Shattering Stereotypes Through Ads – Sheryl Sandberg on Changing How Women And Girls Are Perceived

Making the world of advertising take women seriously.

ByABC News
July 1, 2014, 11:55 AM

— -- It is said, “A picture is worth a thousand words.” Sheryl Sandberg, COO of Facebook and founder of LeanIn.Org, agrees for she has launched a crusade to change images of girls and women used in advertising. In February, LeanIn.Org teamed up with Getty Images, one of the world’s leading creators and distributor of still imagery and footage, to form a curated photo library called the Lean In Collection that features powerful images of women, girls and families.

Sandberg, in an interview with ABC News anchor Amy Robach, said “this has endless endless opportunities to change the perception of women,” explaining that a “huge percentage” of images that we view on a daily bases come from marketing.

The Lean In Collection per Sandberg does not include women posed in sexy business suits and fishnet stockings, climbing ladders in red-soled stilettos. Nor do they show a harried working woman about to leave her house with a crying anxious baby clinging to her.

“I can’t remember the last time I saw an image of a man in a suit with a crying baby. That’s not the image you see. You see a man in a suit excited to have daddy home, right?” Sandberg asked. The photos instead, Sandberg said, are positive images of working moms, military women and bosses, with “real bodies, real families, raising real children … and also includes men in the home who have chosen to be primary caregivers.” Sandberg notes that most of the Getty images existed previous to the curation, but post collection, the sales of the photos were up by 50 percent.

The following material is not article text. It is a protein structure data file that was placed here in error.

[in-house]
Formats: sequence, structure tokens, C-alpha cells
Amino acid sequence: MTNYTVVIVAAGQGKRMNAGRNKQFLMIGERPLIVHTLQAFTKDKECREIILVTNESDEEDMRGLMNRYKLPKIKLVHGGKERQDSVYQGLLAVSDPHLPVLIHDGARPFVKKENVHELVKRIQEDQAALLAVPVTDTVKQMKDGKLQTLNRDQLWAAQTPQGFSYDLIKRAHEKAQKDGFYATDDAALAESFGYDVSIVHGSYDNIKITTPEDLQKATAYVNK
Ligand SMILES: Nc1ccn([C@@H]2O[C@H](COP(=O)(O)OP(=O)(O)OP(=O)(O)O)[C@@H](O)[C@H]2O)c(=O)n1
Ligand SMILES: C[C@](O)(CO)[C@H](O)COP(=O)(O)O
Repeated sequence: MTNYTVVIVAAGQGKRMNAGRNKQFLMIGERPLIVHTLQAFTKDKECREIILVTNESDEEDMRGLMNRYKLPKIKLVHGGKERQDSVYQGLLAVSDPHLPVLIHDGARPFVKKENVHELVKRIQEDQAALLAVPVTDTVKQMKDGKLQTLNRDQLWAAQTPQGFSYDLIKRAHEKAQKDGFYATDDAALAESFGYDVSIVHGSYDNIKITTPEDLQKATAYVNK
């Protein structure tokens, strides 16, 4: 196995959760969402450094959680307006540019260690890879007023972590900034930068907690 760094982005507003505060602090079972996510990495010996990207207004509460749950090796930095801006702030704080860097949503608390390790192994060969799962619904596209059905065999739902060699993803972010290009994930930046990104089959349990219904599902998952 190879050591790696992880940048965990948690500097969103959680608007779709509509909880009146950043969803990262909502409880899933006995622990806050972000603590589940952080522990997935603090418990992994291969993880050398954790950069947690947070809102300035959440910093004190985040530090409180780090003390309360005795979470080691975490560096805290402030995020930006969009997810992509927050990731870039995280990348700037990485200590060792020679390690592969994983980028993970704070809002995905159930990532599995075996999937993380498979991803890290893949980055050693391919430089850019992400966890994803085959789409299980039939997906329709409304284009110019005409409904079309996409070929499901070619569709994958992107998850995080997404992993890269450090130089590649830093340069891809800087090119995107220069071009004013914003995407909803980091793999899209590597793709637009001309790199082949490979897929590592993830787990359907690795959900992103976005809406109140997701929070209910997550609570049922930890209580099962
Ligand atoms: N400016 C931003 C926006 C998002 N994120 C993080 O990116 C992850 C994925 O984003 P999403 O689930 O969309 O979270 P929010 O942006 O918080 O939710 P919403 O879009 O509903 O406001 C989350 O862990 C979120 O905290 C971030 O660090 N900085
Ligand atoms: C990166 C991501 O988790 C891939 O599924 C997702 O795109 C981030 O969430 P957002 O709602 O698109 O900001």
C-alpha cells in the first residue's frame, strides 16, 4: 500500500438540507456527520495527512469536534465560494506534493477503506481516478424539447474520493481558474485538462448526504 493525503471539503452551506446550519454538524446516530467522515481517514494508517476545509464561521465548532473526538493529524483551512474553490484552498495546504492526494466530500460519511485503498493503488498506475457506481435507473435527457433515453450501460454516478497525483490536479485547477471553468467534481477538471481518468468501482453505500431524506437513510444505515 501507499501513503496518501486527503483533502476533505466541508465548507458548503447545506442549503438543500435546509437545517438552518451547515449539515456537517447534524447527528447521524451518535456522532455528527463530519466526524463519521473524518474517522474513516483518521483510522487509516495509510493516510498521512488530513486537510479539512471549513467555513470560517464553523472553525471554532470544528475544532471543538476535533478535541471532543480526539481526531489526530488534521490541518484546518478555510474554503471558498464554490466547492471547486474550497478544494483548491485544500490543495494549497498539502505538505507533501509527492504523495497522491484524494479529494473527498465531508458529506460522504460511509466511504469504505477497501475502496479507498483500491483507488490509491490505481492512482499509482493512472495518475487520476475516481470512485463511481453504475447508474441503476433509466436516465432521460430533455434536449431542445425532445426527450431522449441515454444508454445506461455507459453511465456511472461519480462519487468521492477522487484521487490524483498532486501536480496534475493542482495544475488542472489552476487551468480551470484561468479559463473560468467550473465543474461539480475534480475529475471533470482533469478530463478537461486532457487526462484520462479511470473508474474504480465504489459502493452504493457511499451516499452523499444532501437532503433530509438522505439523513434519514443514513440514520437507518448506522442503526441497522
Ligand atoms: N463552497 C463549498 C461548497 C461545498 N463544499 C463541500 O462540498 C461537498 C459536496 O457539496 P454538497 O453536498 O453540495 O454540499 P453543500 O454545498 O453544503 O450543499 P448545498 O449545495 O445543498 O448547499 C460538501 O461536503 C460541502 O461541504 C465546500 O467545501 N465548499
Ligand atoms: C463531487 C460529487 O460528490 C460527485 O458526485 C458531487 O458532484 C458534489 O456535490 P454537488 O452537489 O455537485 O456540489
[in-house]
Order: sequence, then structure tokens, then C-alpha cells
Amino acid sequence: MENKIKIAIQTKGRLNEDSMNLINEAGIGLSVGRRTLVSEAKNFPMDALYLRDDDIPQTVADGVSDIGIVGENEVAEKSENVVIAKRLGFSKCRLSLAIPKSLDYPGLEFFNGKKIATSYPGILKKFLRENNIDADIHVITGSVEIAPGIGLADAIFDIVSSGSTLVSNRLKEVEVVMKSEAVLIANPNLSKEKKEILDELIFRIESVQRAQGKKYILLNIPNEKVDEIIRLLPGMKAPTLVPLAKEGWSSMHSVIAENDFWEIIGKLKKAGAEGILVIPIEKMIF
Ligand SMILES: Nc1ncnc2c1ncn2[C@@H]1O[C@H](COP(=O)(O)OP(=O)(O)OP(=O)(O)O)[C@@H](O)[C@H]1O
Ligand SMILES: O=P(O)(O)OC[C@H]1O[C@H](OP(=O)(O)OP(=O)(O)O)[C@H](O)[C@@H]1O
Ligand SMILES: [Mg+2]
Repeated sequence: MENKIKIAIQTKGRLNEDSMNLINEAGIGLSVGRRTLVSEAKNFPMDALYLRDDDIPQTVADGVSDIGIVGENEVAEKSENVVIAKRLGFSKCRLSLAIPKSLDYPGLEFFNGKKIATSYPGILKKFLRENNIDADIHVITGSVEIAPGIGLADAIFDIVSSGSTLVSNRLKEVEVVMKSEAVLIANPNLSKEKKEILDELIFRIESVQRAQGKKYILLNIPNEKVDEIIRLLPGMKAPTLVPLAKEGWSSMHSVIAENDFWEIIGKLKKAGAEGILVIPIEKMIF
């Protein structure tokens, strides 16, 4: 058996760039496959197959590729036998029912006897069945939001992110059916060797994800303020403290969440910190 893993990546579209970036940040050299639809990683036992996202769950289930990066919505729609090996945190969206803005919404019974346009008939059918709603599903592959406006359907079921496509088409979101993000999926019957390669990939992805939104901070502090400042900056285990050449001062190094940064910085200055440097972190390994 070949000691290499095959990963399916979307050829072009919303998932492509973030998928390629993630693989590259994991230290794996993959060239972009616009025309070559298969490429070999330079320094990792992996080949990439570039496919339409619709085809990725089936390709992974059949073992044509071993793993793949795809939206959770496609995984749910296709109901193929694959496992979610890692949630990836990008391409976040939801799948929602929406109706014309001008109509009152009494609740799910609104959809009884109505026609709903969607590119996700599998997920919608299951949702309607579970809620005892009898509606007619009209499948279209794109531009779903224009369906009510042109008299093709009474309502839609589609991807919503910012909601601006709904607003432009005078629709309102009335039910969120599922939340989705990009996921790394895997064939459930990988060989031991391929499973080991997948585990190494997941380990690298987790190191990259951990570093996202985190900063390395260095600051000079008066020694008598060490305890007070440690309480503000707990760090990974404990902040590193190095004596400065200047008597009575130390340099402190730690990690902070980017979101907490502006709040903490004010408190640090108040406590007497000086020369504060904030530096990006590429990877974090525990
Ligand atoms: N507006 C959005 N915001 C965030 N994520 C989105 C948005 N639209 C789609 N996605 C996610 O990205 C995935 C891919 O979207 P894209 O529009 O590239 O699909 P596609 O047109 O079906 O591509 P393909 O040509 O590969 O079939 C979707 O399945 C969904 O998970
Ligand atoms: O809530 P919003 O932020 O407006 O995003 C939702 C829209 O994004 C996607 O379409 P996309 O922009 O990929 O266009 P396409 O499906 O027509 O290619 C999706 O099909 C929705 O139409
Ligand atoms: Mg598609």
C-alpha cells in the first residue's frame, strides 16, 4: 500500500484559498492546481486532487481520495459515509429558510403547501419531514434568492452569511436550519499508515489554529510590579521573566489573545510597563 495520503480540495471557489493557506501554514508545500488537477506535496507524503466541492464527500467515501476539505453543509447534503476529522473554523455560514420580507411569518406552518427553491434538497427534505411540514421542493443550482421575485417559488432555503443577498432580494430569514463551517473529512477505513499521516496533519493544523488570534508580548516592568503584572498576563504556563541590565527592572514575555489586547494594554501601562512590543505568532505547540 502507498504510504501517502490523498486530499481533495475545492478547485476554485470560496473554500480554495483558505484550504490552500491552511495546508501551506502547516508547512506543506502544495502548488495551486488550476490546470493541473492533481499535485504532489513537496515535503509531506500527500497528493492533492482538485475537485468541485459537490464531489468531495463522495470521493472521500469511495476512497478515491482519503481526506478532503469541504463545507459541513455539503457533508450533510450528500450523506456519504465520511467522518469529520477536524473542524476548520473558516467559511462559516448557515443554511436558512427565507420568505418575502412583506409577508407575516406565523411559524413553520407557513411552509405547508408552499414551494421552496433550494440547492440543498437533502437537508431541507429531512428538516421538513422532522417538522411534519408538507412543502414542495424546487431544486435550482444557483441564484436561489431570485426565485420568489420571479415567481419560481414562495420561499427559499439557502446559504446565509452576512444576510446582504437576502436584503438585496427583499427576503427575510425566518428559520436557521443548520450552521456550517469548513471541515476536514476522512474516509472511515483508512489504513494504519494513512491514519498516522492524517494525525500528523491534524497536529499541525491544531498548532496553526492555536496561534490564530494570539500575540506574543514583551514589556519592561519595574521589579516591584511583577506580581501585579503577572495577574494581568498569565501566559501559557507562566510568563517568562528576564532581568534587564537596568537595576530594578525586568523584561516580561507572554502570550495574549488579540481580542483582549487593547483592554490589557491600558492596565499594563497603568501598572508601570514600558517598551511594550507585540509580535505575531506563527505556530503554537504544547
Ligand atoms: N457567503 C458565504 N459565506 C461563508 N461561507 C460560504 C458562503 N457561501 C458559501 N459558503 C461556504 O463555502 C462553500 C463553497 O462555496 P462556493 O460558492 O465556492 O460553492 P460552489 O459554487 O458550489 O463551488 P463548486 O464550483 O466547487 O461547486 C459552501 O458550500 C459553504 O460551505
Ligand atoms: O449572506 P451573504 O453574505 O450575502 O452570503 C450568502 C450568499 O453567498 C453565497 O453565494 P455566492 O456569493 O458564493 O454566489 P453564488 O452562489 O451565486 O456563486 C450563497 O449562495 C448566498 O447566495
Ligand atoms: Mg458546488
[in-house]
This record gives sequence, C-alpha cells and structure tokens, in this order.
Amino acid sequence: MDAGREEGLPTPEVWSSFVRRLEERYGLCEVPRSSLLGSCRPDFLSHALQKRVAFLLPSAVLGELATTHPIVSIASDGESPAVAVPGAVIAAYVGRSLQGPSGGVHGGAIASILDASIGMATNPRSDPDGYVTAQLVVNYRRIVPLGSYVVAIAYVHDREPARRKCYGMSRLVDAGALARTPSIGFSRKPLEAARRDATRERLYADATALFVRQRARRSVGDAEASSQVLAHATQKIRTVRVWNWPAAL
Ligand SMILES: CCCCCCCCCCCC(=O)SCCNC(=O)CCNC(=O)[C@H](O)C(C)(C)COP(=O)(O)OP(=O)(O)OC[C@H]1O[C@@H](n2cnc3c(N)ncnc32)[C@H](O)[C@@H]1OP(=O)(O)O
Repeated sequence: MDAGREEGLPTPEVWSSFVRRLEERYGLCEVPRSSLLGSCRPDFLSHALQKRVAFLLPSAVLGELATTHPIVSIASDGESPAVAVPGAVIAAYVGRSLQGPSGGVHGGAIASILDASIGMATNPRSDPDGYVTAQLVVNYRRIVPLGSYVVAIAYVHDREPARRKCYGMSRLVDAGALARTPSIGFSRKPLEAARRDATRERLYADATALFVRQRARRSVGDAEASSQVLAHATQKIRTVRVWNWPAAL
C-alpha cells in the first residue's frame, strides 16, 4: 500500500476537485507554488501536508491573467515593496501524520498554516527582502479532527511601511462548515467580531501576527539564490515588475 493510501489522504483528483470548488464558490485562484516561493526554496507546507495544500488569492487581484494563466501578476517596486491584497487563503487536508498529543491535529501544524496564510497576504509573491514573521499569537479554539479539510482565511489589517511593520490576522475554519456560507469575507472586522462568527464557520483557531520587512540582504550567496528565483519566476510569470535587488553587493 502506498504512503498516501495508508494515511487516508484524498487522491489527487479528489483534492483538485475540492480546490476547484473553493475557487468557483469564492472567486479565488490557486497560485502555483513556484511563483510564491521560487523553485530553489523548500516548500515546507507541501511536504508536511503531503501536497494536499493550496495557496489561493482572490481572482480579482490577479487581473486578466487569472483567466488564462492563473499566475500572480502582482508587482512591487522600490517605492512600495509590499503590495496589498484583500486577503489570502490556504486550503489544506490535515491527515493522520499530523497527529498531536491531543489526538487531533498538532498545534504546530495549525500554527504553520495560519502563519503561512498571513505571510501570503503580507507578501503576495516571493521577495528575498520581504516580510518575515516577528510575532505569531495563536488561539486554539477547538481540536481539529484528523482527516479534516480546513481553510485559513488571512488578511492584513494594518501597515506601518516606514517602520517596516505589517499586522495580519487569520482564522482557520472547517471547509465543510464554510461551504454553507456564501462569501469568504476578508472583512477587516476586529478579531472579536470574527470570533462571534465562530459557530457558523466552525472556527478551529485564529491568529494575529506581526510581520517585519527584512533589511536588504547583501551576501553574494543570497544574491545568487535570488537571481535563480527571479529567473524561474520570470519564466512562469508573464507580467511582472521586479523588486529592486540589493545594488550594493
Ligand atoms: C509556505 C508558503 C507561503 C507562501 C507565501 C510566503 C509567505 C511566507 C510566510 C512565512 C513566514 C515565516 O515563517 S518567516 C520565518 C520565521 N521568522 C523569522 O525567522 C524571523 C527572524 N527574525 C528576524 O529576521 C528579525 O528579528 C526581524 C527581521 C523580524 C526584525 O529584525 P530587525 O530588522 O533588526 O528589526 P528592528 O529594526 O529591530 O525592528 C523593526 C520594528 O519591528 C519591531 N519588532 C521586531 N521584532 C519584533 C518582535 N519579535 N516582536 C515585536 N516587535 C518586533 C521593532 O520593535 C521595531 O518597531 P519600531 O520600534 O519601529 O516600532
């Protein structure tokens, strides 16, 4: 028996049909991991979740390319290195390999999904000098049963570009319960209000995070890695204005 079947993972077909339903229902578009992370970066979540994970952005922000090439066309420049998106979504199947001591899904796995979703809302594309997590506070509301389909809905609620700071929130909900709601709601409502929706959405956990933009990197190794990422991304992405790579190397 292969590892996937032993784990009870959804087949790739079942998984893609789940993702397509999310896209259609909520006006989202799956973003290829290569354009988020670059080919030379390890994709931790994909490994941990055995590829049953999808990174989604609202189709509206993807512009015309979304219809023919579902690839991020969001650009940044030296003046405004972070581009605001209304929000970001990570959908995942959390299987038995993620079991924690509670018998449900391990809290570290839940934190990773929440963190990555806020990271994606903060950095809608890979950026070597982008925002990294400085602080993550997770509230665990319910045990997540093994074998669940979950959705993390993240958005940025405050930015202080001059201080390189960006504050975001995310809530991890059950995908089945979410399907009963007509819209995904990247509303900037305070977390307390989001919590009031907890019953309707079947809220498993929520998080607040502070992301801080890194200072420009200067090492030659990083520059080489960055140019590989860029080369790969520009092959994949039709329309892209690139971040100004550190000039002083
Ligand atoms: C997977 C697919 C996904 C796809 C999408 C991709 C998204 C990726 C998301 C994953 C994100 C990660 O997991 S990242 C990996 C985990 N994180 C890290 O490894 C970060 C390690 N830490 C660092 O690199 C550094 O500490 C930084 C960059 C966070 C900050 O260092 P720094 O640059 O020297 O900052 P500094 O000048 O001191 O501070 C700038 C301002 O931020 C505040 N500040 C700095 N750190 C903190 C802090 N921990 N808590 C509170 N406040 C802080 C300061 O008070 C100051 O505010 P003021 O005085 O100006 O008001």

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Pamela Grossman, director of Visual Trends at Getty, is the woman who first brought this to Sandberg’s attention, along with LeanIn.Org’s contributing editor, Jessica Bennett. Grossman had been studying the depiction of women in images for the past 11 years. “Having more equal and more progressive images of females is not such ethics it’s also about economics,” says Grossman. “Women hold so much buying power – certainly in the US and growing worldwide – so it’s foolish not to figure out how to speak to women in a relevant and respectful way.”

Grossman and Bennett presented their findings first internally at Getty “to advocate our art directors and photographers internally so we could see more of those images in our collections,” and ultimately – via – to Sandberg herself. “Imagery is so powerful. It’s what changes your expectation of yourself and the world around us,” said Grossman.

Getty, Grossman said, also offers a 30 percent discount for all non-profits for the Lean In Collection and donates back a percentage of the license sales to to further their mission to empower women. Grossman adds that Getty has two grants inspired by the Lean In Collection that show women in positions of power.